• Control over distributions to children: Parents and grandparents may not want minors to have control over assets they inherit until they attain a level of maturity. The attorney creating a will may include in it a testamentary trust into which assets going to a minor may be transferred and held under the supervision of a trustee and used for the benefit of the child until ultimately distributed when the child reaches the age designated in the trust.

Benefits of a will include ease of creation and flexibility in making changes even after it has been signed. On the negative side, a will must go through a court proceeding referred to as probate to give the executor legal authority to act on behalf of the estate. This takes time and can be expensive.


Trusts, like wills, are legal documents allowing you to control distribution of assets and the handling of your affairs after death, but they can do more because they take effect during your lifetime. Unlike a will, an essential step in creating a trust involves transferring title to assets.

Assets you own during your life may be passed to your loved ones using a will without transferring title or ownership during your lifetime. Ownership of assets you wish to control through a trust must be transferred to it in order to allow the trustee, which is the person you designate to manage trust assets, to have control over them.

Giving a trustee control over your assets offers protection in the event you become incapacitated. For example, the family of a person diagnosed with Alzheimer’s disease may be forced to have a guardian or conservator appointed to manage the person’s financial affairs. A will would not help because the person retains ownership and control over them while alive. If the assets are in a trust, they are under the control of a trustee and may continue to manage them without the need for court intervention.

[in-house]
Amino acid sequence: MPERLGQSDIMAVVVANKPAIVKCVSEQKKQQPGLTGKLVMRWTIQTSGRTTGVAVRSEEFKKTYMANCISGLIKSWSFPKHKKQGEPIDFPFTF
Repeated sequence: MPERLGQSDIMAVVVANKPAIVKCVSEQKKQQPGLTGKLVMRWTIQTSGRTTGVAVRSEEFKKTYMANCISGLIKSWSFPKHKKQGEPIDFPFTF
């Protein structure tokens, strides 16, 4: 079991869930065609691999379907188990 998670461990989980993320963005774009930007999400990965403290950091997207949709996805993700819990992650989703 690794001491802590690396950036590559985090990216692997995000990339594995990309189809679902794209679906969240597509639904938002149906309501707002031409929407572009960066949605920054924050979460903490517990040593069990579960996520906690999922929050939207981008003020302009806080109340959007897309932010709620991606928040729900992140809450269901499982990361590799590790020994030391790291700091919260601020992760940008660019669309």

Another advantage of a trust over a will is that assets held in trust may be passed to beneficiaries according to the terms of the trust agreement without the need for probate. One of the advantages of a trust over a will is privacy. Probate makes the will a public document because it is a court proceeding. Trusts allow you to retain your privacy because they do not require court action to carry out their terms.

Creating a trust may be more expensive than preparation of a will. You not only have the fees for the attorney drafting the trust document, but you must also pay the costs associated with transferring assets into it.

Making the choice between a will or a trust

The advantages and disadvantages associated with each estate planning vehicle must be weighed against a person’s financial and family circumstances in making a choice between a will or a trust. A consultation with an estate planning attorney may help seniors and their caregivers to sort through the options and reach a decision.


Author’s Bio – Steve Howards

Steve has been writing legal-centric articles for several years now. He started working with the personal injury attorney law firm Herrig & Vogt in 2019 as the Content Marketing Manager, which has allowed him to expand on his writing in personal injury, family law, and much more. Steve strives to offer the public advice on various laws covering a variety of practices.